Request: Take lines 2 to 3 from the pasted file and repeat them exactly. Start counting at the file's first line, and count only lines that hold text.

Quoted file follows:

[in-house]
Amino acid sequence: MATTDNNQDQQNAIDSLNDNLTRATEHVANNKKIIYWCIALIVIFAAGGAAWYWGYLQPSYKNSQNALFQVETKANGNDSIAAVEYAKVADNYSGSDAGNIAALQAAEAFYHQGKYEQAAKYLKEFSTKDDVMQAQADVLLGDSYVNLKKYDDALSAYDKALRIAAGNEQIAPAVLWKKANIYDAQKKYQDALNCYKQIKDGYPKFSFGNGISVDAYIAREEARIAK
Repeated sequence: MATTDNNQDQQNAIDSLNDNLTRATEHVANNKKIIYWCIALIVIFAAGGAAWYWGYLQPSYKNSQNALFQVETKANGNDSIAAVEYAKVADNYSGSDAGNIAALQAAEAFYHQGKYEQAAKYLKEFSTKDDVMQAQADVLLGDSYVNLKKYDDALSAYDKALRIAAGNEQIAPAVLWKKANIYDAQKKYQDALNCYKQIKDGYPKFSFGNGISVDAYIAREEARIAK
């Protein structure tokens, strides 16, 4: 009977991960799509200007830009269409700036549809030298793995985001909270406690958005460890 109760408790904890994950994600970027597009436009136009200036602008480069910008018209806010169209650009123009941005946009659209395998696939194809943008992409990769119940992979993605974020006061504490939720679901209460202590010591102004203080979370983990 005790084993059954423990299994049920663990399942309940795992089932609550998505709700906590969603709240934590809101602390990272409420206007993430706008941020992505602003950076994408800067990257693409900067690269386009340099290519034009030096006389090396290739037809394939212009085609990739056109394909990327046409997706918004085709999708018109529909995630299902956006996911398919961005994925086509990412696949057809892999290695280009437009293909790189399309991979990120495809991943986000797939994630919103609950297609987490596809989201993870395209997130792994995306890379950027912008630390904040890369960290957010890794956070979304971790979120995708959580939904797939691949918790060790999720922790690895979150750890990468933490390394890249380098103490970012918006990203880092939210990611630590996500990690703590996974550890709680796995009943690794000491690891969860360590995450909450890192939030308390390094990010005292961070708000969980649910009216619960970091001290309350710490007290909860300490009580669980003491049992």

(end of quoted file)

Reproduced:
Amino acid sequence: MATTDNNQDQQNAIDSLNDNLTRATEHVANNKKIIYWCIALIVIFAAGGAAWYWGYLQPSYKNSQNALFQVETKANGNDSIAAVEYAKVADNYSGSDAGNIAALQAAEAFYHQGKYEQAAKYLKEFSTKDDVMQAQADVLLGDSYVNLKKYDDALSAYDKALRIAAGNEQIAPAVLWKKANIYDAQKKYQDALNCYKQIKDGYPKFSFGNGISVDAYIAREEARIAK
Repeated sequence: MATTDNNQDQQNAIDSLNDNLTRATEHVANNKKIIYWCIALIVIFAAGGAAWYWGYLQPSYKNSQNALFQVETKANGNDSIAAVEYAKVADNYSGSDAGNIAALQAAEAFYHQGKYEQAAKYLKEFSTKDDVMQAQADVLLGDSYVNLKKYDDALSAYDKALRIAAGNEQIAPAVLWKKANIYDAQKKYQDALNCYKQIKDGYPKFSFGNGISVDAYIAREEARIAK